In my years of cleaning experience, I’ve noticed that there are 2 kinds of people in the world: those who absolutely love cleaning toilets, and those who are horrified even by the idea of it. If you’re part of the second group, cleaning the toilet with vinegar just might change your mind.
For a sparkling clean toilet, start with 2-3 cups of white vinegar — you can add in a few drops of your favourite essential oil, like lemon or tea tree. Pour the liquid in the toilet and allow it to sit for 3 hours. When the 3 hours are up, get your toilet brush and start scrubbing. The stains and grime should come right off, and your toilet will look shiny as if it were brand new!
The showerhead is one of the bathroom fixtures we sometimes neglect to clean. The whole process — from disassembling the showerhead to brushing the nooks and crannies — can be a chore! Luckily, we don’t need to do that here.
Just fill a plastic bag with white vinegar and secure it on the showerhead (a hair tie will do the trick). Make sure that the showerhead is submerged in vinegar — this will loosen the mineral buildup in those hard-to-reach crevices. Leave the bag overnight and remove before you shower. Voila! Your showerhead will look good as new!
While mould removal sounds like a backbreaking task, there’s no need to shy away from stained tiles and tile grout. Cleaning mould with vinegar and baking soda is easier than you think.
To remove the stains from tiles and tile grout, apply a solution containing half a cup of vinegar and 4.5L water on the walls and floor. Use a non-abrasive scrubbing pad dipped in baking soda to scrub off more stubborn stains. Rinse the walls and floor thoroughly with water to remove any remaining residue, then allow it to dry completely.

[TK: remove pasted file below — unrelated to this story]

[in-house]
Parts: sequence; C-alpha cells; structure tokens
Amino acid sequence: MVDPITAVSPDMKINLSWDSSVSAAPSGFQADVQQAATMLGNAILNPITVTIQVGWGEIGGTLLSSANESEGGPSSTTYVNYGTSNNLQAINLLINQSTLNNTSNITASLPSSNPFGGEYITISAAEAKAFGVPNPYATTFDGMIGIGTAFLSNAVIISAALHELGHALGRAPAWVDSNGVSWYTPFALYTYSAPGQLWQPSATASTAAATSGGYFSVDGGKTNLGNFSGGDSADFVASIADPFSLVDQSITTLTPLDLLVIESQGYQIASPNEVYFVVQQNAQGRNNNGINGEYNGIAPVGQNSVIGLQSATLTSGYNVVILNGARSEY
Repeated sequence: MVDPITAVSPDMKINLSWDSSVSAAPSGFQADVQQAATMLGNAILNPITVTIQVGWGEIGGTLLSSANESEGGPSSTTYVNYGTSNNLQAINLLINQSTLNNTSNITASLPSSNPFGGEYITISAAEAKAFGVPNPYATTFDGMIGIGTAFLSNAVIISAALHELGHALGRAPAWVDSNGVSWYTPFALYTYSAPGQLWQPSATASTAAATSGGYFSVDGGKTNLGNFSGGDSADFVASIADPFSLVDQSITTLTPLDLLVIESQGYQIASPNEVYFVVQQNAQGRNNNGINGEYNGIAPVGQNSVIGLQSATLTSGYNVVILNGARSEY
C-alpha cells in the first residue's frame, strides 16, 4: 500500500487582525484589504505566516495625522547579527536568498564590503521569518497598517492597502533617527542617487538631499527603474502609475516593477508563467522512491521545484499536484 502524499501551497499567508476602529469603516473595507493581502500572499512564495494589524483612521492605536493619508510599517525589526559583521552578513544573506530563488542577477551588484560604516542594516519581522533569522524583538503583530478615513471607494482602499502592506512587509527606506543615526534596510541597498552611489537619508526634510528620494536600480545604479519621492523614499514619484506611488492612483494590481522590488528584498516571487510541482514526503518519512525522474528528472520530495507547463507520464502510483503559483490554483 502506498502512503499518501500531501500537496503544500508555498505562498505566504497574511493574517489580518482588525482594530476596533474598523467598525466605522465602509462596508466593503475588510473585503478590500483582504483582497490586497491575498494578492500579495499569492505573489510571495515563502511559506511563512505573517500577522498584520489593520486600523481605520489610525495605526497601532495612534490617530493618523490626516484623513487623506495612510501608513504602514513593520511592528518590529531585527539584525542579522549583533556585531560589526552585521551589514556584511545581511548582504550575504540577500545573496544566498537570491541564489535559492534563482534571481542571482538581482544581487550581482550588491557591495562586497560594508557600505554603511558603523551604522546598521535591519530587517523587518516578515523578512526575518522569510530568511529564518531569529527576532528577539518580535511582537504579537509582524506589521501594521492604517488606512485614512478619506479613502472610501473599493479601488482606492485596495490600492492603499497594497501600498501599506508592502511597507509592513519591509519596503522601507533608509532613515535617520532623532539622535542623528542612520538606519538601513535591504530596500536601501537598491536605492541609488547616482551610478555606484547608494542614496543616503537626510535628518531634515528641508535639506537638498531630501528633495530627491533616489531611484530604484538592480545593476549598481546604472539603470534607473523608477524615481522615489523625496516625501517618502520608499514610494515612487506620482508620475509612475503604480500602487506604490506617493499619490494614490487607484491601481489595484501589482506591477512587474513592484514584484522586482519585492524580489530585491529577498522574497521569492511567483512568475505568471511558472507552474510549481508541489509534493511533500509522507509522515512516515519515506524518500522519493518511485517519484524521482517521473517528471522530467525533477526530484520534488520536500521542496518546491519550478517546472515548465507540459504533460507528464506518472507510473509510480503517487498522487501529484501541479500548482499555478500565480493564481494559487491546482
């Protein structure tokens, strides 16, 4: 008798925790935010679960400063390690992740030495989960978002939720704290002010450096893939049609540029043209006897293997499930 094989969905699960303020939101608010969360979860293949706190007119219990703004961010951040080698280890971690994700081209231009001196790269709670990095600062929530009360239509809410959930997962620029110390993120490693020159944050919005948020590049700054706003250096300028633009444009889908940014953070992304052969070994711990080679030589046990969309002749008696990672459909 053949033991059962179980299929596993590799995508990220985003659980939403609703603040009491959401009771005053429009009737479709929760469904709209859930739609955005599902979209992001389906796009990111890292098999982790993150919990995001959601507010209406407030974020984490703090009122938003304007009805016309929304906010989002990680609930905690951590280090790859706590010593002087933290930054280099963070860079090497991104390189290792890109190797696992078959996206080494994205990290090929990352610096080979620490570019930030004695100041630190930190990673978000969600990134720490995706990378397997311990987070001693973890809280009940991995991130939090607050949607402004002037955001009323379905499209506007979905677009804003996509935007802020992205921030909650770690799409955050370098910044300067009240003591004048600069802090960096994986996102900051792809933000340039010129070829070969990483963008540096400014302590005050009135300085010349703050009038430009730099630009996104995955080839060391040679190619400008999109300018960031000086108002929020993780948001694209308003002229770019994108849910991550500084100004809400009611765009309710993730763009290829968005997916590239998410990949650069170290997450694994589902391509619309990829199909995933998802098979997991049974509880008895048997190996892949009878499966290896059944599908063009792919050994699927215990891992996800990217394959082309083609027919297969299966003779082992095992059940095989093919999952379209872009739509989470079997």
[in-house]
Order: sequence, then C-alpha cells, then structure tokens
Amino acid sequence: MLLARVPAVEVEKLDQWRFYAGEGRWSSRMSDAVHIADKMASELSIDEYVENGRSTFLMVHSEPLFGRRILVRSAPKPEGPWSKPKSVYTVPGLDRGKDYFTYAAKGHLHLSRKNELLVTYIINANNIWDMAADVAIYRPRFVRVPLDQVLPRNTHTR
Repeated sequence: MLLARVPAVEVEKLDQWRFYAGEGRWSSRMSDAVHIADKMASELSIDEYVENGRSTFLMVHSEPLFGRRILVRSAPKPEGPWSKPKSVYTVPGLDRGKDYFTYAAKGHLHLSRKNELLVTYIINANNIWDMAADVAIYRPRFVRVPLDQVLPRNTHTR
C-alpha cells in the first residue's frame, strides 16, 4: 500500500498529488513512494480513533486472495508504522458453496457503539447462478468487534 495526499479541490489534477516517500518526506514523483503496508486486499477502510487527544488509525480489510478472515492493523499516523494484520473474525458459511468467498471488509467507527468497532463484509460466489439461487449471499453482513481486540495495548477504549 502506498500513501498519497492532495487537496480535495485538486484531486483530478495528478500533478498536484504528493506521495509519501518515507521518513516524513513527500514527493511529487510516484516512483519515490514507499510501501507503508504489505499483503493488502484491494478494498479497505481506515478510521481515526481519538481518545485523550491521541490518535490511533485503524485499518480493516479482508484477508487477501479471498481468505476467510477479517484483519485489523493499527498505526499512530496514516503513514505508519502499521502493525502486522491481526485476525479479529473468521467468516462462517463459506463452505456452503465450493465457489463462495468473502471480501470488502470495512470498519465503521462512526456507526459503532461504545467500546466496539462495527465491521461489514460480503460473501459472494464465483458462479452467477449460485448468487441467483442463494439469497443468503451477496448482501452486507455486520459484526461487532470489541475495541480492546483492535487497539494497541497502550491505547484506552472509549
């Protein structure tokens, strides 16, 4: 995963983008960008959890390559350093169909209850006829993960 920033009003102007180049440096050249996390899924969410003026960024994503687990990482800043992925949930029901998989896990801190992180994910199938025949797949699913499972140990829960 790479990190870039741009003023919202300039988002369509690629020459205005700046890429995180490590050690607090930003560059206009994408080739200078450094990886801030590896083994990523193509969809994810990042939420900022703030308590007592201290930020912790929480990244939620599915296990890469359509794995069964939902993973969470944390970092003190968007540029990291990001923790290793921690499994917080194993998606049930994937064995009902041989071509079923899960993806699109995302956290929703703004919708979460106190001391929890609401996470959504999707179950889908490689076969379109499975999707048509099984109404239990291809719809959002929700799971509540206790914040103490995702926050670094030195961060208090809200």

Cleaning the living areas with vinegar
Vinegar is the perfect cleaning agent for your living room and bedroom. It is all-natural and won’t cause any allergic reactions. Because it is non-toxic, it is especially safe to use when there are kids or pets around.
For crystal-clear windows, use a solution made of equal parts white vinegar and water. Wipe the windows with a sponge dipped in the vinegar solution, then lightly scrub off any stains sticking stubbornly on the glass. Remove excess water with a moistened squeegee and allow the windows to air dry.
Cleaning floors with vinegar is easy — simply add half a cup of vinegar to 4.5L water, then use the solution to mop your laminate floors. Not only will you have shiny flooring after, doing this also deodorises the room.
Vinegar is an all-natural wood polish and cleaner. Mix equal parts vinegar and olive oil, then add in 4 parts water to the oil and vinegar mixture. Dip a soft, non-scratching cloth into the liquid and use this to wipe your wood furniture. Remove any excess liquid from the surface with a soft, dry cloth.
Rugs and carpets
There’s no need to get stressed over cleaning rugs and carpets. With our DIY cleaning solution, fresh-smelling rugs and carpets are within your fingertips.
Before you start though, make sure that the fabric of your rugs and carpets isn’t made of silk or satin — these materials don’t take in acid well and may be permanently damaged or discoloured after a vinegar application.
When cleaning rugs and carpets, remember to only use cleaning vinegar. This is essentially your typical white vinegar — it is colourless and won’t stain the fabric. The fact that it doesn’t leave a strong, pungent smell is a big plus, too.
Start by pouring just enough vinegar on stained areas of your rug or carpet. Once the fabric has soaked in the vinegar, sprinkle baking soda on the vinegar-drenched sites. You’re going to hear that fun, fizzing sound when you combine an acid with bicarb soda. Let this sit overnight to allow the vinegar to evaporate completely.
As soon as the vinegar has dried up, vacuum off any remaining bicarb soda residue. Use a soft-bristled brush to remove any excess powder that’s stuck on the surface. Easy peasy.
Cleaning the kitchen with vinegar
The kitchen is one of the most frequently used areas in your home. Sanitise and deodorise it naturally with vinegar. You can use this acid in its pure form, mixed with water, or combined with bicarb soda for a deeper clean.